Example Problem!

I've been reading an introductory physics textbook. It has a chapter on fluids which I'm finding quite confusing. Specifically, I don't understand the meaning of the pressure terms $P_0$ and $P_1$ in the the equation:

$P_0 + \frac{1}{2} \rho v_0^2 + \rho g h_0 = P_1 + \frac{1}{2} \rho v_1^2 + \rho g h_1$

I have been thinking about a particular problem which I have thought up (see image). The problem is as follows: Imaging a big lake 100m deep. At the bottom, there exists a small pipe which allows water to flow from the lake into a vacuum. I wish to find the velocity at which the water leaves through this small pipe. My idea to do this is to consider a fluid particle at the surface of the lake. This particle will experience atmospheric pressure $P_0 = P_{atm}$. Since the lake is large, $v_0 \approx 0$ and since the lake is 100m deep, $h_0 = 100$. Now consider a fluid particle in the pipe at the bottom of the lake. It would experience a pressure of $P_1 = 0$ since the pipe empties into a vacuum. We can set $h_1 = 0$ since I am free to choose the point from which I measure height. Now I can simply solve for $v_1$. Is this correct?

The reason I am unsure is that I don't understand how to choose the values of $P_0$ and $P_1$. What I would like to understand the nature of the pressure terms in Bernoulli's equation shown above. For example, why is/isn't $P_1$ equal to $100 \rho g $, which would be the pressure exerted on the liquid in the tap since it is at depth 100m. Or is this equation for calculating pressure at a particular depth only valid in fluid statics?

Finally, what is pressure (maybe this is too broad a question)? I believe it is a scalar since we can simply talk about the "Pressure" of a fluid at a particular depth, yet I use the equation $P = \frac{\mathbf{F}}{A}$ where $\mathbf{F}$ is a vector. Wouldn't this suggest that P is a vector?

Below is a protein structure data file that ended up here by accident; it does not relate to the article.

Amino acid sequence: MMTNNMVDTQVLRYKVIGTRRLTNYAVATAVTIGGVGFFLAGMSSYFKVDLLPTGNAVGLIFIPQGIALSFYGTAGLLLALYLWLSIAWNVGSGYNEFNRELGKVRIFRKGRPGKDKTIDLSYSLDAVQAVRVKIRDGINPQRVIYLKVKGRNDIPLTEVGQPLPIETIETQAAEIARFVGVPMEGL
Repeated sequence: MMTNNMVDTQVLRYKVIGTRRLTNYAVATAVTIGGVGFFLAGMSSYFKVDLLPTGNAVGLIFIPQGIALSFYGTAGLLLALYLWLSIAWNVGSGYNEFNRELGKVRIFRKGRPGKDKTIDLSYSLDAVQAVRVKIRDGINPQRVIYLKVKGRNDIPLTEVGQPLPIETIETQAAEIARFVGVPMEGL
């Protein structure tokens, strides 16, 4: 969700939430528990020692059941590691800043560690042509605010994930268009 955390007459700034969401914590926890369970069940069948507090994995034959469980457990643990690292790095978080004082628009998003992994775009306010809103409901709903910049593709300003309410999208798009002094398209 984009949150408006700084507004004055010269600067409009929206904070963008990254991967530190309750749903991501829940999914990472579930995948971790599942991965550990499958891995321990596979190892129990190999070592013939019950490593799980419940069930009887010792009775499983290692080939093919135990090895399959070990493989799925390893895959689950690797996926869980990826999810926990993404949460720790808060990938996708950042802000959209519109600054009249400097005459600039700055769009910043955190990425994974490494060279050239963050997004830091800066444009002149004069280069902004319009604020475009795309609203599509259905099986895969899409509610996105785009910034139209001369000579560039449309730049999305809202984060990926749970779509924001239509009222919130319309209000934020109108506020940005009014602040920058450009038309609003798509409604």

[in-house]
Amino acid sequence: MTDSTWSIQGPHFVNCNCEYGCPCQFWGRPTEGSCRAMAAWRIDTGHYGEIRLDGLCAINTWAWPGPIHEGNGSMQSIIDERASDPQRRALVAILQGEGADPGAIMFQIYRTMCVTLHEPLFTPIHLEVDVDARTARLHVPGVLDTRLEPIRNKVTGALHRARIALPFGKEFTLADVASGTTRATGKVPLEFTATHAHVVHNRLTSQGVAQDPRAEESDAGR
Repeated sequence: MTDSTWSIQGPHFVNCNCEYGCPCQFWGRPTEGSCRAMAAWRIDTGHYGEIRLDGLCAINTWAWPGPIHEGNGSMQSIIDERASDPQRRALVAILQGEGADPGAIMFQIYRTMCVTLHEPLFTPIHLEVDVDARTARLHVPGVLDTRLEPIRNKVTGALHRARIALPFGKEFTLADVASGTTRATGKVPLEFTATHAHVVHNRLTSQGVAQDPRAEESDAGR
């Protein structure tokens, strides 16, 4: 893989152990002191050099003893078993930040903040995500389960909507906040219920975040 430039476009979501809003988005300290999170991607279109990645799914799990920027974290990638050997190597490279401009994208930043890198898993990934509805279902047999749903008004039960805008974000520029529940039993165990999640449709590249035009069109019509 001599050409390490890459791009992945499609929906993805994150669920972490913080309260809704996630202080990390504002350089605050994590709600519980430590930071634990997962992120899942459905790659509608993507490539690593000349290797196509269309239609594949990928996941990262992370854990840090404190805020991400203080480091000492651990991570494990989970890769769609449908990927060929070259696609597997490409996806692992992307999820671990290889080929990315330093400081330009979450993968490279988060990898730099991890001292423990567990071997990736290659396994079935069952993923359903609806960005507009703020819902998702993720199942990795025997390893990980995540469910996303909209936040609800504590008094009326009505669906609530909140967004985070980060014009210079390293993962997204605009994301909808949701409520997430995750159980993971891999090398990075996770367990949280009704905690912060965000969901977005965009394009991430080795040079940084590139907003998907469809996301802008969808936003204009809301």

Any answers to any of my questions would be much appreciated.


1 Answer 1


Your way is correct. About your doubt it's important to see the two points on the streamline where you want to apply the Bernoulli Equation. Taking point just inside and just outside the the pipe will matter a lot.

$P_1=0 $ when the second point you choose the point outside the pipe ,which is open to vacuum so pressure is zero. Whereas if you choose a point just inside the pipe at the bottom of the tank the pressure is $P_1=P_0+\rho g h$ .Also this case will give us the velocity of water at the bottom of tank and not the velocity of water leaving the pipe .

Also pressure is a scalar and can be seen as $$P=\dfrac{\vec F.\vec A}{|\vec A|^2}$$ Where area vector is a vector pointing perpendicular to the arwa of the surface and $|A|$=area of surface


Your Answer

By clicking “Post Your Answer”, you agree to our terms of service and acknowledge you have read our privacy policy.

Not the answer you're looking for? Browse other questions tagged or ask your own question.